A.  Illinois Supreme Court Rule 775 provides that “any person … who communicates a complaint concerning an attorney or allegations regarding the unauthorized practice of law to the ARDC… shall be immune from all civil liability which, except for this rule, might result from such communications or complaint.” 

ISBA members can browse past ISBA Ethics Opinions, access our Ethics Hotline, and other resources on the ISBA Ethics Page.

Q.  What are the rules regarding engaging in a sexual relationship with a client?

A.  IRPC 1.8(j) states that a lawyer “shall not have sexual relations with a client unless a consensual sexual relationship existed between them when the client-lawyer relationship commenced.”  For further explanation, see comments [17], [18] and [19] to rule 1.8(j). 

ISBA members can browse past ISBA Ethics Opinions, access our Ethics Hotline, and other resources on the ISBA Ethics Page.

DisclaimerThese questions are representative of calls received on the ISBA’s ethics hotline.  The information provided below is meant as an educational tool to highlight potentially applicable Illinois RPC or other ethics resources that might help the lawyer answer the question posed.  The information provided isn’t legal advice.  Because every situation is different, often complex, and the law is constantly evolving, you shouldn’t rely upon this general information without conducting your own research.

Q. I just sold my private practice, but now a friend wants me to serve on the staff of a legal aid clinic actively representing clients in our area. Can I?

Q. Do my duties of confidentiality to former clients continue even after I leave my firm?

A. Comment 7 to IRPC 1.9 states that a lawyer changing professional association has a continuing duty to preserve confidentiality of information about a client formerly represented. However, this duty may not preclude a lawyer from using generally known information about that client. (IRPC 1.9, comment [8]). Comment [9] to the rule also allows for the provisions of 1.9 to be waived if the client gives informed consent. For a full understanding, please see IRPC 1.9.

ISBA members can browse past ISBA Ethics Opinions, access our Ethics Hotline, and other resources on the ISBA Ethics Page.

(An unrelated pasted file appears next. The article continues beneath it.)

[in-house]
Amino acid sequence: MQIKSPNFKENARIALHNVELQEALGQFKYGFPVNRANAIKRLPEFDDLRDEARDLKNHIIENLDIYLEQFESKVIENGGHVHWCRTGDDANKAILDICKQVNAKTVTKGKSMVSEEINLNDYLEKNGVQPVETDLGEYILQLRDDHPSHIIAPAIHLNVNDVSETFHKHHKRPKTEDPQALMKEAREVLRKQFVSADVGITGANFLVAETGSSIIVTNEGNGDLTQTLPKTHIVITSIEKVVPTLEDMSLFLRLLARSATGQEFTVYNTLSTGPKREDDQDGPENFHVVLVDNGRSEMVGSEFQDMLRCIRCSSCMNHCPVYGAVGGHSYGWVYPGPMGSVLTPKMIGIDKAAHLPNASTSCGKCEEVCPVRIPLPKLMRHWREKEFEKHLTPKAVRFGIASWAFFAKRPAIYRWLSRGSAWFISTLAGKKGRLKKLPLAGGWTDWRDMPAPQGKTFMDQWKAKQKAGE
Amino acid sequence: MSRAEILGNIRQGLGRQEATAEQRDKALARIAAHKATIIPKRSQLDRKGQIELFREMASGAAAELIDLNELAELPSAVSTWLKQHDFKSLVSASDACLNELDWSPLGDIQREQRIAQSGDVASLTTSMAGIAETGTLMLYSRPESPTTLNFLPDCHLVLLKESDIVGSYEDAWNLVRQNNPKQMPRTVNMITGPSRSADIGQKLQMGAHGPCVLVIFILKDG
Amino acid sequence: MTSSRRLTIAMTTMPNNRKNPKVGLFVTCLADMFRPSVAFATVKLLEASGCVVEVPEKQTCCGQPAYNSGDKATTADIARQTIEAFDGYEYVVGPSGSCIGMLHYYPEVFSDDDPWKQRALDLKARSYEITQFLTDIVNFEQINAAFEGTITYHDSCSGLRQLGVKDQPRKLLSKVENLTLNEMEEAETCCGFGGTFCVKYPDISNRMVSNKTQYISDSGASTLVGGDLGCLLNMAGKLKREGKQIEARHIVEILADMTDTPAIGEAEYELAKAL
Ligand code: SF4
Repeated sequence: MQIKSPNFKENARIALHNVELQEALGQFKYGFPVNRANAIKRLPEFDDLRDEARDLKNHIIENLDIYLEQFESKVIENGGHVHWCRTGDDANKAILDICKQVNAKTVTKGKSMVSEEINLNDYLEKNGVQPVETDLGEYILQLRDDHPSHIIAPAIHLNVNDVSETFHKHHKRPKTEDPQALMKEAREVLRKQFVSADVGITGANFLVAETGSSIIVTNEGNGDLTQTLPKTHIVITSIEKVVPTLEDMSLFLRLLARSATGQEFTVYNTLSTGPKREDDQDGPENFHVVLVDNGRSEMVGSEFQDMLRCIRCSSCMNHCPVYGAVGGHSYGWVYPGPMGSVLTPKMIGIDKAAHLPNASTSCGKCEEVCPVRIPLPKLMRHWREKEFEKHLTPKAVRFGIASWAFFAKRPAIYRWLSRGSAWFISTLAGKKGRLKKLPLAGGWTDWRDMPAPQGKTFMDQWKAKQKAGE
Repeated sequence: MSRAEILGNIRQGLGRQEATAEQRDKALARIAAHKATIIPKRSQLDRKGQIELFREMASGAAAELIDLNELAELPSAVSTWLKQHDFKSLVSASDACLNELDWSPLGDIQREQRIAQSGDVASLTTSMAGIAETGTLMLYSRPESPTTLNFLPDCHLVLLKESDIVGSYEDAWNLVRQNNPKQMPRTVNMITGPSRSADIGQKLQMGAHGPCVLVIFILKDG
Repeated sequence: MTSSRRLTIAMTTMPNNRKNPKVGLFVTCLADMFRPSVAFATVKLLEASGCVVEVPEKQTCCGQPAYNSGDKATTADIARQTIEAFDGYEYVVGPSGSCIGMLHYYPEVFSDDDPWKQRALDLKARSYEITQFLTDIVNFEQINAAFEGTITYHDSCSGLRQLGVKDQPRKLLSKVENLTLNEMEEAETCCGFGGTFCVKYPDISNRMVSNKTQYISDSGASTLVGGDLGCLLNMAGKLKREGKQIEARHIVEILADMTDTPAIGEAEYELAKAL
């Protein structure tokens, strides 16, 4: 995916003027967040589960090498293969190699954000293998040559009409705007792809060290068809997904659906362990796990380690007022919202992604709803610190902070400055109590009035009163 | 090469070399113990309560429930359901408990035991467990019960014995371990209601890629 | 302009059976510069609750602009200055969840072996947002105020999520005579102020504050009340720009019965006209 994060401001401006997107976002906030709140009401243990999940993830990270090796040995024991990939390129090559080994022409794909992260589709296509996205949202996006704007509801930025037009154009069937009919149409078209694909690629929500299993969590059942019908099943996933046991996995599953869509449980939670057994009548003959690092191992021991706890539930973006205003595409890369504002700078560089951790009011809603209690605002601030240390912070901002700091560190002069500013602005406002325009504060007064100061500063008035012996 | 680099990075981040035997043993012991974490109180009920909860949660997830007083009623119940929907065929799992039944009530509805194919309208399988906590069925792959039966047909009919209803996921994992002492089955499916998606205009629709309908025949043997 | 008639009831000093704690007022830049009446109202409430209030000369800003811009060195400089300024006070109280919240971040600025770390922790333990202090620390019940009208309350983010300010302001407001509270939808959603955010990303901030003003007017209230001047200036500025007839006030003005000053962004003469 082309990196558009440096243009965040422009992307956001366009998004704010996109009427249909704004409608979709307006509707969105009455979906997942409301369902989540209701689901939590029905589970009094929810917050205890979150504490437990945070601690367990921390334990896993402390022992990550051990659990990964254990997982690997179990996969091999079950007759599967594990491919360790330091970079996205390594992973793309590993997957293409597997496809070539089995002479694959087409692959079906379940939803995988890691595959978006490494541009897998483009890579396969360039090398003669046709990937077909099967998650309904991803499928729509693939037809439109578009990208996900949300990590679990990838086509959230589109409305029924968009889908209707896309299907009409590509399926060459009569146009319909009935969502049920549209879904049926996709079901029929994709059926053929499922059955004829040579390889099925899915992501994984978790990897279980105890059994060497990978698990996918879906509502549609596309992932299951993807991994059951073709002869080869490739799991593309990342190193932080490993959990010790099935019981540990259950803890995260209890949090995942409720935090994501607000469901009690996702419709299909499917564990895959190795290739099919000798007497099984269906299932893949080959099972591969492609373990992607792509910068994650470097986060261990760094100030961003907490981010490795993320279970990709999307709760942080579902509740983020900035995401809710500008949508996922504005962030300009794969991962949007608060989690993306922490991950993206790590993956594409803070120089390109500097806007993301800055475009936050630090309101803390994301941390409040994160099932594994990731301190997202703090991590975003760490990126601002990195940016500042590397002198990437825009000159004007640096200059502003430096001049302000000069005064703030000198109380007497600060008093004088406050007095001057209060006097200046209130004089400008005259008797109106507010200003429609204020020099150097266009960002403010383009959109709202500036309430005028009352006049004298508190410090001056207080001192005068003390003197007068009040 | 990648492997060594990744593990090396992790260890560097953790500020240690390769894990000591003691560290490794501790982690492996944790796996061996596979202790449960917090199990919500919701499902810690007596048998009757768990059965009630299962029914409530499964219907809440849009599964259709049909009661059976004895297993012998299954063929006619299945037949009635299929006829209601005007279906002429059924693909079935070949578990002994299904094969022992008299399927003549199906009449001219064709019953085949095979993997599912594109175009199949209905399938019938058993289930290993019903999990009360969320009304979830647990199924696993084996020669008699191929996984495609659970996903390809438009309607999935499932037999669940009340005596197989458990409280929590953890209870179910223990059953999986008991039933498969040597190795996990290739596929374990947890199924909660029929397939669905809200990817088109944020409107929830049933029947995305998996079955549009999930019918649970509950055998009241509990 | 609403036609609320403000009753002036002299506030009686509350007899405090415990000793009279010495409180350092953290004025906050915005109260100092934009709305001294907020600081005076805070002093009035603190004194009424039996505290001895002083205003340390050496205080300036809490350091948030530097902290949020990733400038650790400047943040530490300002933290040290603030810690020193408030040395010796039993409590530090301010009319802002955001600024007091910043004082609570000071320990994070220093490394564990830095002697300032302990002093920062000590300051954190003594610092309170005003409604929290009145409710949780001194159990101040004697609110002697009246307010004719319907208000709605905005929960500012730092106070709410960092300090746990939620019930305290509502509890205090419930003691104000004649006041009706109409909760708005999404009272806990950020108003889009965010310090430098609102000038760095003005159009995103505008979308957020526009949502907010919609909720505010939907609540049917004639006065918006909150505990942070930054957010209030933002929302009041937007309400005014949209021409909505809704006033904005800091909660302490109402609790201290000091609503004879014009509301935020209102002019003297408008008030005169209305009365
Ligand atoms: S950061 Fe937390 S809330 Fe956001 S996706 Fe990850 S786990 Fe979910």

DisclaimerThese questions are representative of calls received on the ISBA’s ethics hotline.  The information provided below is meant as an educational tool to highlight potentially applicable Illinois RPC or other ethics resources that might help the lawyer answer the question posed.  The information provided isn’t legal advice.  Because every situation is different, often complex, and the law is constantly evolving, you shouldn’t rely upon this general information without conducting your own research.

Q. Do I need to get my client’s informed consent to have another lawyer (not in my firm) attend a routine status conference because I’ve got a scheduling conflict?

A. RPC 1.2(e) provides that a lawyer can’t delegate to another lawyer not in that lawyer’s firm the responsibility for performing work for the client without the client’s informed consent. Comment [14] to that Rule clarifies that it is designed to prevent a lawyer from transferring “complete or substantial responsibility” of a matter to another lawyer.  The Comment goes on to say it is not intended to “prevent lawyers from engaging lawyers outside of their firm to stand in for discrete events in situations such as personal emergencies, illness, or schedule conflicts.” For further insight on the increasing use of “coverage attorneys” see this month’s Illinois Bar Journal.     

Q.  As a criminal defense attorney, do I have to give my client copies of the discovery?

A. Illinois Rule of Professional Conduct 1.4 imposes an ethical obligation on an attorney to maintain reasonable communication between an attorney and a client to keep the client informed and able to participate in representation. However, in People v. Davidson, 292 Ill. App. 3d 981, 686 N.E.2d 1231 (4th Dist. 1997) the Court determined that the defendant has no Constitutional right to read discovery. For further discussion, see ISBA Professional Opinion 13-10

ISBA members can browse past ISBA Ethics Opinions, access our Ethics Hotline, and other resources on the ISBA Ethics Page.

DisclaimerThese questions are representative of calls received on the ISBA’s ethics hotline.  The information provided below is meant as an educational tool to highlight potentially applicable Illinois RPC or other ethics resources that might help the lawyer answer the question posed.  The information provided isn’t legal advice.  Because every situation is different, often complex, and the law is constantly evolving, you shouldn’t rely upon this general information without conducting your own research.